PhD Studentship: The Impact of Short Timescale Variations in Operational Environment on the Output of PV Systems

Loughborough University - Electronic & Electrical Engineering

Application details:

Reference number: WS12
Start date: 1st October 2018
Closing date: 9th March 2018


Primary supervisor: Dr Tom Betts
Secondary supervisor: Dr Ian Cole

Intro (standard):

Loughborough University is a top-ten rated university in England for research intensity (REF2014) and an outstanding 66% of the work of Loughborough’s academic staff who were eligible to be submitted to the REF was judged as ‘world-leading’ or ‘internationally excellent’, compared to a national average figure of 43%.

In choosing Loughborough for your research, you’ll work alongside academics who are leaders in their field. You will benefit from comprehensive support and guidance from our Graduate School, including tailored careers advice, to help you succeed in your research and future career.

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Project Detail:

Solar photovoltaic (PV) device power output responds extremely quickly to changes in incident light levels (sub-millisecond) and rather more slowly to changes in temperature (seconds or minutes). However, almost all solar radiation data available for PV site analysis and system performance monitoring is provided as hourly averages. This has an observable distortion of the distribution of operating conditions, with implications for energy yield and system component failure ratings. This PhD project will investigate several aspects of temporal variation, from reanalysis of the solar resource, through non-linear PV system response, to impact on electricity grid injection and balancing of supply and demand at point of use.

The work will seek to extract more useful information from existing hourly averaged data stocks through a combination of solar irradiance modelling and back-propagation analysis of high time resolution measurement data from a small number of highly-instrumented locations. Modelling of instantaneous DC power output from PV modules will be undertaken at sub-hourly scales, to yield accurate quantification of peak stresses in the devices and peak current injection into power conditioning electronics (grid-tied inverters and battery charge controllers). The response of such power electronics will be assessed to predict influences on the output side, which may feed into AC injection or self-consumption studies.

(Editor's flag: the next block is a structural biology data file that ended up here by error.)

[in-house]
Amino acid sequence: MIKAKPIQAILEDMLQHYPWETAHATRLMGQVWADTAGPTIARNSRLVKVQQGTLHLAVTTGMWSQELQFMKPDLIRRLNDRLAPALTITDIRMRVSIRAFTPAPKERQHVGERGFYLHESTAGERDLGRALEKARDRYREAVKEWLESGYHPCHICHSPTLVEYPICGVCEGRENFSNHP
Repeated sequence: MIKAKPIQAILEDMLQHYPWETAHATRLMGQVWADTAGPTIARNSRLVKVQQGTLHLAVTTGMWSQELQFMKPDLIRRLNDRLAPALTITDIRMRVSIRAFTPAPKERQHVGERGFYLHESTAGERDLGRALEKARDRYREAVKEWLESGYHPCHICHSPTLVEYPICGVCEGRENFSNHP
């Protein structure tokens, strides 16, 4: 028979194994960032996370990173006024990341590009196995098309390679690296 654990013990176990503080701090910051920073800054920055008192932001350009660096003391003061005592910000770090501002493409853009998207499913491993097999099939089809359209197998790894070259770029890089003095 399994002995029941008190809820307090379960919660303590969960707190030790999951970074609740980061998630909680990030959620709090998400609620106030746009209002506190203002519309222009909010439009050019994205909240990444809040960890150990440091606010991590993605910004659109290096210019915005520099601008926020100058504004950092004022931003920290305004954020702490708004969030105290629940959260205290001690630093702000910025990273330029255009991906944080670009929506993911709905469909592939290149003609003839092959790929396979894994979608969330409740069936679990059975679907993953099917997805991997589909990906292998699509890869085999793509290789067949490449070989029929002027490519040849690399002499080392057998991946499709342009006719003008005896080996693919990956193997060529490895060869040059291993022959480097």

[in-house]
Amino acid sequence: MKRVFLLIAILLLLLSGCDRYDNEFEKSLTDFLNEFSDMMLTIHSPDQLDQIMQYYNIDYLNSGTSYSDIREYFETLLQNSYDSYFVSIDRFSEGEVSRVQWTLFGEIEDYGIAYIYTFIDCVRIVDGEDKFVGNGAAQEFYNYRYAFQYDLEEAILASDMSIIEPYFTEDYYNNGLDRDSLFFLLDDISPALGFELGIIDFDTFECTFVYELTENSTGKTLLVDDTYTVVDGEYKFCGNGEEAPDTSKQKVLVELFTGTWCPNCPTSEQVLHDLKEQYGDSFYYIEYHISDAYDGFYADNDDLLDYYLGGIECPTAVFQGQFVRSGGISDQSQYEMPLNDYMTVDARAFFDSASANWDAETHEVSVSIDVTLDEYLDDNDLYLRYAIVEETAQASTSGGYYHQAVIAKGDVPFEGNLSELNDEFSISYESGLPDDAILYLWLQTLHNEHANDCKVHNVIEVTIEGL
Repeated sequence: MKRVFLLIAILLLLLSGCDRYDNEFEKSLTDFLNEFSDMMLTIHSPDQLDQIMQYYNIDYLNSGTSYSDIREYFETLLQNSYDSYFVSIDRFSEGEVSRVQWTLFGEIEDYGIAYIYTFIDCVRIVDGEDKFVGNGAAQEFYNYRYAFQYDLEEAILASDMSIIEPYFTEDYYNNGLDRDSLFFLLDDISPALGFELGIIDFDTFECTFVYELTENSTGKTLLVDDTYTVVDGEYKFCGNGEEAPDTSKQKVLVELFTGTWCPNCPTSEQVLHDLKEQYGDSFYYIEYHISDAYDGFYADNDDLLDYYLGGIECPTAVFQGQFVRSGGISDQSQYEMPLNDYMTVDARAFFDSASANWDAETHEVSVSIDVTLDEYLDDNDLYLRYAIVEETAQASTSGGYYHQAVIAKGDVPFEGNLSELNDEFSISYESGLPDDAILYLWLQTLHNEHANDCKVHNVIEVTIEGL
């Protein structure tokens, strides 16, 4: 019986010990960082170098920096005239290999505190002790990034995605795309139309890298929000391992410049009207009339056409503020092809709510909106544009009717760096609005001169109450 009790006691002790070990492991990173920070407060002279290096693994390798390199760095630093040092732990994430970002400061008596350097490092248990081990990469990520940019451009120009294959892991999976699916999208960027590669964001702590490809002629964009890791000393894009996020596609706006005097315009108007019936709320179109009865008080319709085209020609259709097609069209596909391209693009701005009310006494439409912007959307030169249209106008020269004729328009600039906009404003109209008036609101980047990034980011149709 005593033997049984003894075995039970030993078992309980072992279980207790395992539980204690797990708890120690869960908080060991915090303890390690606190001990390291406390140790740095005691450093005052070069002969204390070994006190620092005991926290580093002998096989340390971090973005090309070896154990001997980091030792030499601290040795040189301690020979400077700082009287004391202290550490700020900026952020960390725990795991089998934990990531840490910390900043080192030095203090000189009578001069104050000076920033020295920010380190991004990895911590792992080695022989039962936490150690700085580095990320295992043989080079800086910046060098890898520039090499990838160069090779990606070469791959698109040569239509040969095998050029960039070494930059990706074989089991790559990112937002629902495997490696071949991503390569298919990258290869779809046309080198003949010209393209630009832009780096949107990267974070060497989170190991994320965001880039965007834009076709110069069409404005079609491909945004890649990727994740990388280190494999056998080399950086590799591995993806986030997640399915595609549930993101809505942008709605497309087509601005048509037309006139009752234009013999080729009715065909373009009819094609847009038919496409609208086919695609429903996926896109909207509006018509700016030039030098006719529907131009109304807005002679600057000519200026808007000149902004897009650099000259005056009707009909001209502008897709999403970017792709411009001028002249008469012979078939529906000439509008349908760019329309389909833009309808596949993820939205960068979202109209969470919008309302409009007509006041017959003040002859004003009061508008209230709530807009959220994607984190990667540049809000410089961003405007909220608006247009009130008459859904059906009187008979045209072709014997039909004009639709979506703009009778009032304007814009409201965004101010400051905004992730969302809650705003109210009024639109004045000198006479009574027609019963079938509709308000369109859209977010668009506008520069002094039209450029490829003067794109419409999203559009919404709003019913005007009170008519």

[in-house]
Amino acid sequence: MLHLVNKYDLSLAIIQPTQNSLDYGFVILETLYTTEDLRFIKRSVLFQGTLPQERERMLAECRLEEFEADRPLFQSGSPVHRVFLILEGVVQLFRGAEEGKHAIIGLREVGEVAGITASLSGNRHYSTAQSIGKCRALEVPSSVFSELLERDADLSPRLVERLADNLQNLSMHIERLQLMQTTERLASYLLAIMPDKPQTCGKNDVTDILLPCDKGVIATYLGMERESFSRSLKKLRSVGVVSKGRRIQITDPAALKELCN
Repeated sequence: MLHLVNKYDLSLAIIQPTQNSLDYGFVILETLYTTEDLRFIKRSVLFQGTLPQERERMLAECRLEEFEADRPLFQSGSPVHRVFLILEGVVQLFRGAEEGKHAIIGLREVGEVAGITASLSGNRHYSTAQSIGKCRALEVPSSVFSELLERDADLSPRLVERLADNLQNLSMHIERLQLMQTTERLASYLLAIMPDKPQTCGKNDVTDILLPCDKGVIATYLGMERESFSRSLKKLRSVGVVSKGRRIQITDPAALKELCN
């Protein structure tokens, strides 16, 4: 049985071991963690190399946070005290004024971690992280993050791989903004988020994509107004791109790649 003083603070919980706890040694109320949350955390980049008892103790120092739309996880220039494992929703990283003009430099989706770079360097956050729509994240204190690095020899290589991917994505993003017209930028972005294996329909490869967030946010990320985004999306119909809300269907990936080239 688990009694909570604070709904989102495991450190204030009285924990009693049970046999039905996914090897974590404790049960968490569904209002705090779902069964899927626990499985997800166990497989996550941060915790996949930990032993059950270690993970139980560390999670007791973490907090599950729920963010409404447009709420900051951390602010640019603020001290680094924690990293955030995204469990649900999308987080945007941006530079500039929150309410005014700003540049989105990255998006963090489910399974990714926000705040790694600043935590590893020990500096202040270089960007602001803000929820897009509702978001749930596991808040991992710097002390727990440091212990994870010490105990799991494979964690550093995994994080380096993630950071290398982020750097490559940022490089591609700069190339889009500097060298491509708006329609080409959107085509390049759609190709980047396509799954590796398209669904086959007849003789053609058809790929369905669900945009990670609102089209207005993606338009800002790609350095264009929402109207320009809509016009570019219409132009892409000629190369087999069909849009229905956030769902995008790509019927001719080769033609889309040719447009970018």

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Entry requirements:

Applicants should have, or expect to achieve, at least a 2:1 Honours degree (or equivalent) in Physics, Maths, Electronic and Electrical Engineering, or a related subject. A relevant Master’s degree and/or experience in one or more of the following will be an advantage: Renewable Energy, Solar Photovoltaics, Statistics.

Funding information:

Please note that these studentships will be awarded on a competitive basis to applicants who have applied to this project and/or the following 30 projects that have been prioritised for funding: advert ref: WS01 – WS30.

If awarded, each 3 year studentship will provide a  tax-free stipend of £14,786 p.a (provisional), plus tuition fees at the UK/EU rate (currently £4,262 p.a). While we welcome applications from non EU nationals, please be advised that due to funding restrictions it will only be possible to fund the tuition fees at the international rate and no stipend will be available. Successful candidates will be notified by 30th April 2018.

Contact details:

Name: Dr Tom Betts
Email address:
Telephone number: 01509 635320

How to apply:

All applications should be made online at Under programme name, select Electronic & Electrical Engineering.

Please quote reference number: WS12

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Midlands of England